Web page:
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HandiCabs Lothian

You’ve probably seen the HandiCabs minibus dropping people off at the supermarkets and buzzing around the area and not given it a second thought; that’s certainly the case for me. But last month I was contacted by the organisation looking for help with letting people know what they do, because it is so much more than specialist transport for wheelchair users.


“You might need help with transport for a wide range of reasons. Handicabs is about making sure people are not stuck, for whatever reason, and that includes people who are isolated due to a lack of public transport where they live and have no other means of getting about,” explains Gary Toner, Assistant Operations Manager. “And of course we help people who have mobility challenges and cannot use public transport, which covers a broad range of issues.” It may be that you are recovering from surgery, undergoing chemo, or have a longer term challenge – whatever the case, HandiCabs is there to help. There are a lot of people in the community who could benefit but don’t know about it.





Handicabs Lothian covers Edinburgh, West Lothian, Midlothian and East Lothian, and offers two services which are a lifeline to many people in the community. Dial-A-Bus is a scheduled regular bus service Mondays to Fridays, to and from popular shopping destinations, where you book on and are collected from and dropped off at your home as opposed to a bus stop.


Dial-A-Ride is more like a taxi service, where you book your date, time and destination. Doctor’s appointments, family celebrations, airport drop-off or collection, social night out; Edinburgh Tattoo; even a Christmas Day dinner trip has been booked in the past.

Both services are “door through door” i.e. the driver is willing and able to assist with, for example, carrying your shopping bags into your kitchen; taking you right into the airport terminal building; giving you that extra helping hand with getting your coat on, whatever is required. “Many of our drivers have been with us a long time. They have built a personal rapport with customers, know them well and what their particular preferences are. And the banter on the bus between the regular customer is part of what makes it a really enjoyable service,” explains Laura Kearney.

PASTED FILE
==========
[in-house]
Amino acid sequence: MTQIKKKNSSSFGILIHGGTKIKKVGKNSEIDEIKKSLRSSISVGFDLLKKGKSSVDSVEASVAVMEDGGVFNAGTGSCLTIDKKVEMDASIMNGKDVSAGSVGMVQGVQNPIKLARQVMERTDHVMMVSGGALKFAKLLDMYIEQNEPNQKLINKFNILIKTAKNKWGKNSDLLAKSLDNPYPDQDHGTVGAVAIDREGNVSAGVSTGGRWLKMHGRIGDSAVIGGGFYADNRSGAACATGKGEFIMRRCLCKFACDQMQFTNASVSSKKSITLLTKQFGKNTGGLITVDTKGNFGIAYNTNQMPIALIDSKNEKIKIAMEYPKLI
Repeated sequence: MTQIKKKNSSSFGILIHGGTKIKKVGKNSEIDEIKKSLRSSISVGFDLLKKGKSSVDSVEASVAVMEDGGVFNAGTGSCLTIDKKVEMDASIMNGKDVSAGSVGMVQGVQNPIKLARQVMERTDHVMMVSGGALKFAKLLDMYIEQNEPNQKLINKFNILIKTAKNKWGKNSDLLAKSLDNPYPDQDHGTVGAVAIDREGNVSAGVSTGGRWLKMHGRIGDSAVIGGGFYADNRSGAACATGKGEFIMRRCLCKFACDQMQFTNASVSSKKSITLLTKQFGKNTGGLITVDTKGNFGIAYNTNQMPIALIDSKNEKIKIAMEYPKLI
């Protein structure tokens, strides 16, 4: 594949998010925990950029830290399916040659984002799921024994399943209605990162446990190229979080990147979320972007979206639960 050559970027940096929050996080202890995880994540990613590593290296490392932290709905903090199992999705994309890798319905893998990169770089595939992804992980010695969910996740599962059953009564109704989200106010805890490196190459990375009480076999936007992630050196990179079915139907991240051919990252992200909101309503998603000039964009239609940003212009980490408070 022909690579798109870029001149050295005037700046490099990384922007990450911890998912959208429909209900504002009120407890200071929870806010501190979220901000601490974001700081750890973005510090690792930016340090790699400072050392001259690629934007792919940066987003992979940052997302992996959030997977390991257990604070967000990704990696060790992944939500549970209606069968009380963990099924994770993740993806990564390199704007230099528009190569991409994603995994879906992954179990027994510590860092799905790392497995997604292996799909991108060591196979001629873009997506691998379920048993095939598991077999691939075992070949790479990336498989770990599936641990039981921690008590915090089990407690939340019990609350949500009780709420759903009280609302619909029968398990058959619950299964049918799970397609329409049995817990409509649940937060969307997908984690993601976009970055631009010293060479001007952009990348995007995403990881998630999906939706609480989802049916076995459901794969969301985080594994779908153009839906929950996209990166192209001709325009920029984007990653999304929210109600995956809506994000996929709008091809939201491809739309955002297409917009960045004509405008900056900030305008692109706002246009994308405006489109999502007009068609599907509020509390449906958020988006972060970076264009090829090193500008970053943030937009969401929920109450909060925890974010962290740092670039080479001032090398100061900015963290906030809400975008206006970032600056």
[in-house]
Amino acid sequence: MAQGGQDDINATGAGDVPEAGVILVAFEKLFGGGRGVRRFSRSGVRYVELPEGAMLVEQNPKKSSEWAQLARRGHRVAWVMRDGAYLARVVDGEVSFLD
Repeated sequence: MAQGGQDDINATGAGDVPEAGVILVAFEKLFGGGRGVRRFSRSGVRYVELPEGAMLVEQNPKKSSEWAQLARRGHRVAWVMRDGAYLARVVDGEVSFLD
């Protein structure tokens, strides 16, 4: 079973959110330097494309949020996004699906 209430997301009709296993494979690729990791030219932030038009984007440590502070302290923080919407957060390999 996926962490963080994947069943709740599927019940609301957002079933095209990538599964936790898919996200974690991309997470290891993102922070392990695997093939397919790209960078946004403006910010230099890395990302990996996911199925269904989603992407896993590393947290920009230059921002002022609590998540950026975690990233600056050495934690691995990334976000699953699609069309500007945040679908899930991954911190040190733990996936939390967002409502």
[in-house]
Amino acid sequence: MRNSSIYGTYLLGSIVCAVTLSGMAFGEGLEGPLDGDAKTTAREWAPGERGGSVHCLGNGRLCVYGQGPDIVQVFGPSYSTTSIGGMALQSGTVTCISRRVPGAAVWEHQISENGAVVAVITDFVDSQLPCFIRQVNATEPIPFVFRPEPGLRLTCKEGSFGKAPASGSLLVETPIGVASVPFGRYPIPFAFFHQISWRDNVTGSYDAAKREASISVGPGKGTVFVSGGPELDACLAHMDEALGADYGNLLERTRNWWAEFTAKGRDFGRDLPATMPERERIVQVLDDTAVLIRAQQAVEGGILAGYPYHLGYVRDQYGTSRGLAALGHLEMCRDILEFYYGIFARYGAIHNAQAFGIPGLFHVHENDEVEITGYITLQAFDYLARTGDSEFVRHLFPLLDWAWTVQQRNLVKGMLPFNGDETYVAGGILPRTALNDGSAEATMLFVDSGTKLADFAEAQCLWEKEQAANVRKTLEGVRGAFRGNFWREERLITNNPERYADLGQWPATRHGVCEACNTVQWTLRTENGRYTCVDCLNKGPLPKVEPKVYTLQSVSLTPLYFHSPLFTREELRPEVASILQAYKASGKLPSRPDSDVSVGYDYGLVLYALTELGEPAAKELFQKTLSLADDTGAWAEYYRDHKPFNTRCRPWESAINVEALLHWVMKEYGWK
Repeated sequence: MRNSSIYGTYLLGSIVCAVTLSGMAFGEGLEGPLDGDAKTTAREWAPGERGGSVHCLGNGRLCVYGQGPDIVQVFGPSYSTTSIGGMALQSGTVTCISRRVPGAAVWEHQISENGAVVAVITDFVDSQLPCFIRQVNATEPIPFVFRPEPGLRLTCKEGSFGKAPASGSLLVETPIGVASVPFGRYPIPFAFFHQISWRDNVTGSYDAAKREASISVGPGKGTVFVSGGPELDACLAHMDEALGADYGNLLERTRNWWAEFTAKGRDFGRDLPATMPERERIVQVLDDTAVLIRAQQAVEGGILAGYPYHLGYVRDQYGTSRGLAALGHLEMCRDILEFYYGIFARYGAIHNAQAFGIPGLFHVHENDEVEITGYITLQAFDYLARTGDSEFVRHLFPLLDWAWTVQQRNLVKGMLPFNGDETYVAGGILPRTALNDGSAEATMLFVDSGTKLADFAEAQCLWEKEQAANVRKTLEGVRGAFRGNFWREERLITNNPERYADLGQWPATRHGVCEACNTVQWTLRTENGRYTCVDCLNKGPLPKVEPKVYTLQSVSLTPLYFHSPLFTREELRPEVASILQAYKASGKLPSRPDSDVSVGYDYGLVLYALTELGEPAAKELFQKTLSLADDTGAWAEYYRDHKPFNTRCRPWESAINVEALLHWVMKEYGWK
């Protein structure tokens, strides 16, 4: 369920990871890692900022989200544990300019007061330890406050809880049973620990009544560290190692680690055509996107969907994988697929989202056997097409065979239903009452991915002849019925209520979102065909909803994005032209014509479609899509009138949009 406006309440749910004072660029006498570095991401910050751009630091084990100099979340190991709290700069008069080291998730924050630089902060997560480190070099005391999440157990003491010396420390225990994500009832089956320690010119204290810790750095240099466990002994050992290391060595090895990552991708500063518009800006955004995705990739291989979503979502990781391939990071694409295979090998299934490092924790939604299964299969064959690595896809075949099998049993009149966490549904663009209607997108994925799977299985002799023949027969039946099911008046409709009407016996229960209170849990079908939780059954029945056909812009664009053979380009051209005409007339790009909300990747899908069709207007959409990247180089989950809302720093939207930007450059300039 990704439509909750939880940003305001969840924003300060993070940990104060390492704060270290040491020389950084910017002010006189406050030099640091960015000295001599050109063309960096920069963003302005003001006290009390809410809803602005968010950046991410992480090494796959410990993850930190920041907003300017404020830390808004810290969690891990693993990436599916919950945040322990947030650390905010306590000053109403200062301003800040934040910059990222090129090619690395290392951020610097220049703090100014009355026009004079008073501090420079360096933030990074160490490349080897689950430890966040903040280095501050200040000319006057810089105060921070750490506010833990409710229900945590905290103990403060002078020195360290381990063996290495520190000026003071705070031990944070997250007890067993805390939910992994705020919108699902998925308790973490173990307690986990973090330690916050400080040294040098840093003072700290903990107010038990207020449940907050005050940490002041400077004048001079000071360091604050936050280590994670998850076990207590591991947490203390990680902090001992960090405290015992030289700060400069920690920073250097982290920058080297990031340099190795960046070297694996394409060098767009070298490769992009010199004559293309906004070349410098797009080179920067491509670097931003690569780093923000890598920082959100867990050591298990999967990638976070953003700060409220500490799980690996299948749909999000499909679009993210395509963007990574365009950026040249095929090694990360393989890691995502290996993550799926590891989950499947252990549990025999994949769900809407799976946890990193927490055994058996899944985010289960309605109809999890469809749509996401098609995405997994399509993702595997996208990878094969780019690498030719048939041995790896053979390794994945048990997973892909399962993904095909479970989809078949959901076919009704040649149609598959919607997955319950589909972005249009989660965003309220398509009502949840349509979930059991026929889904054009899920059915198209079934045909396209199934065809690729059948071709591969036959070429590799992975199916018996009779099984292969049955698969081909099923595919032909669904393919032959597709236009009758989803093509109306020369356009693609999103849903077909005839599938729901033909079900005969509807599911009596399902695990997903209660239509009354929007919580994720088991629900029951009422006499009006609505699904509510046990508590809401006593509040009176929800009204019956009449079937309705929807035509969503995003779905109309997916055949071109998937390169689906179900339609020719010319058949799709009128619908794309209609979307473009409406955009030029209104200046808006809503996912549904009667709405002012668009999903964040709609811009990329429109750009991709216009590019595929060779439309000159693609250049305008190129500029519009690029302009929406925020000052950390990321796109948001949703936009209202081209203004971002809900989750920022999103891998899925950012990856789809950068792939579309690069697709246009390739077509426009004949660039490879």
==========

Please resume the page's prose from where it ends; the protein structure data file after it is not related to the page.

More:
Laura joined HandiCabs last year and is tasked with finding new sources of grant income for the charity, as, whilst the four councils in the areas covered provide operational funding, new sources are needed in order to be able to replace vehicles, as funding for this is dropping off. A certain amount of the cost is also offset by the fares customers pay, although theses are kept very low – Dial-A-Bus is £3.80 return; Dial-A-Ride is £4.75 for the first mile and 40p per mile thereafter, fixed rate. (Your first journye on Dial-A- Bus is free, and you get £5 off your first Dial-A-Ride, to try the services).


HandiCabs allow their customers, crucially, some independence that they wouldn’t otherwise have. It takes the pressure off family members, and gives you more independence to get your weekly shopping and jobs done, freeing up those “lifts for mum” for other events. It’s also a social safety net for many; Laura recounts an incident where one regular customer hadn’t booked on the bus and the bus driver commented that she was missing, and asked her friend if she was ok. Her friend said “She is coming, she’s waiting.” She had just forgotten to call and book, so they swung round and collected her. The camaradie of the group of regular customers made this possible.


Gary has been with HandiCabs for 26 years, starting out as a driver, then moving onto dispatch and now management. There are several others who are long serving, and the drivers tend to stay for a good number of years. It speaks volumes for the ethos of the charity, the work they do, the relationships with each other and with customers. “It’s like a big family. We even have a few families where several members of the family all work or volunteer here” says Laura.


Could you volunteer?

Volunteers are very welcome to help out with driving, dispatch or other work in the offices to keep things going behind the scenes. There are offices in Bathgate and Bilston Glen (Midlothian)


Dial-A-Ride enabled me to become more independent and gave me a new lease of life. I was able to go to Livingston to meet friends; travel on a day out to Edinburgh Festival and to hospitals. If this service was not available I would be confined to my home town which has limited shop entrances for wheelchairs. Dial-A-Ride gives an excellent service. I cannot travel on ordinary bus service or taxis. I no longer exist, but live.” HandiCabs customer

If you, or someone you know, needs a hand with getting out of the house, as a one off or regular, please call HandiCabs to see if they can assist. The cheery team will be happy to answer any questions. A registration form needs to be completed in order to start using one of the services.


Contact HandiCabs Lothian on

Dial-a-Ride: 01506 633953

Dial-a-Bus: 01506 633336


You can also find them online at http://www.hcltransport.org.uk and on facebook @handicabs.org.uk


Article published in Konect June 2019

Author: Helen-Jane Shearer


#disability #voluteering #HelenJaneShearer